Bernanke followed up his previous statements in the press conference that followed the Fed's meeting on July 19. While stating that the quantitative easing policy remains in place for now, the Fed Chairman also the policy remains dependant on incoming data. Given the improvement in the U.S. economy, he expects this data-driven approach will prompt him to begin to taper QE before the end of 2013, with the program ending entirely in 2014.
With this as background, the markets expected the tapering to occur at the Fed's September 18, 2013 meeting. However, the central bank surprised the markets by electing to keep QE at $85 billion per month. This shift was likely caused by two factors: 1) a string of weaker economic data that had been released in the prior month and 2) the prospect of slower growth stemming from the oncoming government shutdown and debt ceiling debate.
Tapering Shouldn’t Come as a Surprise
The potential for tapering has existed since QE began. Quantitative easing was never intended to last forever, since each bond purchase expands the Fed’s “balance sheet” by increasing the amount of bonds it owns. Also, in past communications Bernanke had made it clear that the continuation of the program was dependant on incoming economic data.
Bernanke in fact maintained this approach in his May 22 testimony, saying “A premature tightening of monetary policy (i.e., a tapering of quantitative easing) could lead interest rates to rise temporarily but would also carry a substantial risk of slowing or ending the economic recovery and causing inflation to fall further” and “I want to be very clear that a step to reduce the flow of purchases would not be an automatic, mechanistic process of ending the program. Rather, any change in the flow of purchases would depend on the incoming data and our assessment of how the labor market and inflation are evolving.”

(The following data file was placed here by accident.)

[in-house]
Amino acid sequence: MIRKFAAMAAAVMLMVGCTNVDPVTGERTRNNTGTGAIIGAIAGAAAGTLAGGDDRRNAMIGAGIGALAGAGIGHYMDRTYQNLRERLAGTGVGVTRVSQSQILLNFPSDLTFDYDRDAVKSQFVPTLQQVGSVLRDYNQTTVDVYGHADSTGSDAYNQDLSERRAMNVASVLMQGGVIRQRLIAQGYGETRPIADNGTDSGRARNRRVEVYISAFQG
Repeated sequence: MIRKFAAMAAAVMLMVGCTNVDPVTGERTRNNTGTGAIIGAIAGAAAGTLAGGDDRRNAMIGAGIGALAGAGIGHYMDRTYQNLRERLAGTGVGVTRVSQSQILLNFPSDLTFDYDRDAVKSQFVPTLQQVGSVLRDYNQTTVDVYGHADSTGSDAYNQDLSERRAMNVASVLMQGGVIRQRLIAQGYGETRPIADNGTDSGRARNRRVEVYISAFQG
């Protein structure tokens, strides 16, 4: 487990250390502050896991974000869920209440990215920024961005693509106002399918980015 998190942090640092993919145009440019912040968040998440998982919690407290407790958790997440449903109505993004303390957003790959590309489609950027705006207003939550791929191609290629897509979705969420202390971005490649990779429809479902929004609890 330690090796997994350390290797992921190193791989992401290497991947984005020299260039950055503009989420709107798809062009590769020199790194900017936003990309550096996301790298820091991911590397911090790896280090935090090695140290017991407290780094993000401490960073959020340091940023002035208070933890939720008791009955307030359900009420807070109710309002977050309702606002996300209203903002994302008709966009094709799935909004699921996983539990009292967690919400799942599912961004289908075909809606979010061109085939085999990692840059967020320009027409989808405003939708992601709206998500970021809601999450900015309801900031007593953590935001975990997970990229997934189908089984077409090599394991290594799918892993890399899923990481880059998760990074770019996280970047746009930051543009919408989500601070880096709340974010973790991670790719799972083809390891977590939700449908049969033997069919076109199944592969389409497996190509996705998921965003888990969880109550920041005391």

Market Reaction to Tapering
While Bernanke’s tapering statement didn’t represent an immediate shift, it nonetheless frightened the markets. In the recovery that has followed the 2008 financial crisis, both stocks and bonds have produced outstanding returns despite economic growth that is well below historical norms. The general consensus, which is likely accurate, is that Fed policy is the reason for this disconnect. Once the Fed begins to pull back on it stimulus, the markets may begin to perform more in line with economic fundamentals – which in this case, means weaker performance. Bonds indeed sold off sharply in the wake of Bernanke's first mention of tapering, while stocks began to exhibit higher volatility than they had previously.
How Will a Tapering Look?
Tapering isn’t an immediate, dramatic event. Instead, it is likely to take place over an extended period of time so as to create minimal market disruption. Also, as Bernanke says, it is going to be dependent on economic conditions. The Fed may pull back slightly if the economy continues to strengthen, but it could also increase the program again if the economy slowed or the financial markets were shocked by an unforeseen crisis.
The takeaway is that tapering doesn’t represent a sudden end to QE, nor is it likely to be a steady, predictable decline. Instead, it will be a longer process that takes place over a period of a year or more once it finally begins.